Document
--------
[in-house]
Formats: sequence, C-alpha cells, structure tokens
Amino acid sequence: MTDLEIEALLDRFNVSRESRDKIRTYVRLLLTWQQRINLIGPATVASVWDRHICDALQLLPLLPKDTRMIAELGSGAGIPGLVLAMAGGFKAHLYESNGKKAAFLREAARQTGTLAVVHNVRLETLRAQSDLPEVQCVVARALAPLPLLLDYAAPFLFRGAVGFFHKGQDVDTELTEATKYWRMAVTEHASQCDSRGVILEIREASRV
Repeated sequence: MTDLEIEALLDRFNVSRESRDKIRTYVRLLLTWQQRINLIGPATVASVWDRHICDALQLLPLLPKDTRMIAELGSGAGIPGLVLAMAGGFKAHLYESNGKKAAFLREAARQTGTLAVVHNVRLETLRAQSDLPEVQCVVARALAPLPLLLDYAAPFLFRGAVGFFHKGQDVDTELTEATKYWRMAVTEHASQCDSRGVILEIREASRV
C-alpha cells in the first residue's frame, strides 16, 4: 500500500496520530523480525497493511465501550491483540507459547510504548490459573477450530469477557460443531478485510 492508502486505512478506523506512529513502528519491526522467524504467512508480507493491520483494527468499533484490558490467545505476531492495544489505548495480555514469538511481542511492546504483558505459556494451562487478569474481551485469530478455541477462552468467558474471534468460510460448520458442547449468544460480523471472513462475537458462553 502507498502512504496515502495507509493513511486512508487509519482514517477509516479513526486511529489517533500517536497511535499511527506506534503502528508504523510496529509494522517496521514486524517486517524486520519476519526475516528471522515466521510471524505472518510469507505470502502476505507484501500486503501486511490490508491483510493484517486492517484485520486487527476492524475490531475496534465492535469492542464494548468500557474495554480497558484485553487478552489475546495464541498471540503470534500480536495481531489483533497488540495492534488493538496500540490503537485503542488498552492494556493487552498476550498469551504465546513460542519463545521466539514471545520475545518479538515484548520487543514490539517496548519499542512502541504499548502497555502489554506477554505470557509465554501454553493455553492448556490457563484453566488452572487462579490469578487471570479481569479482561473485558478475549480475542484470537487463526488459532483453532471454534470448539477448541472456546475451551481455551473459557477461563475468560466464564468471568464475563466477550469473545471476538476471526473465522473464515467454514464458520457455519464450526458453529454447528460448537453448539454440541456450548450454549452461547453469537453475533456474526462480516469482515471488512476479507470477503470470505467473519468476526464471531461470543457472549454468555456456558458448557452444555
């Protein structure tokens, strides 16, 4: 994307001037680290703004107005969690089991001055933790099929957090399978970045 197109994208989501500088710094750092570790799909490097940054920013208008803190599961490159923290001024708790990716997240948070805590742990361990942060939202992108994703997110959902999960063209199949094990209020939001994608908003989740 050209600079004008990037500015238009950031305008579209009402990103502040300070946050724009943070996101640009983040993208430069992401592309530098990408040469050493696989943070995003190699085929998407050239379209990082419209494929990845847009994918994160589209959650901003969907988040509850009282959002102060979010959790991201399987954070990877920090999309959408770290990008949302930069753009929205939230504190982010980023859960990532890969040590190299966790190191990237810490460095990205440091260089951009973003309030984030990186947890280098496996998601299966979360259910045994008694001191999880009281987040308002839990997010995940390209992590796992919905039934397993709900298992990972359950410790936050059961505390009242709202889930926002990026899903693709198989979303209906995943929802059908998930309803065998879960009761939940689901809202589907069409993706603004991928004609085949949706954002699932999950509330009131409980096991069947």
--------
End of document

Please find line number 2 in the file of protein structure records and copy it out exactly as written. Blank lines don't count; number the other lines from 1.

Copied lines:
Formats: sequence, C-alpha cells, structure tokens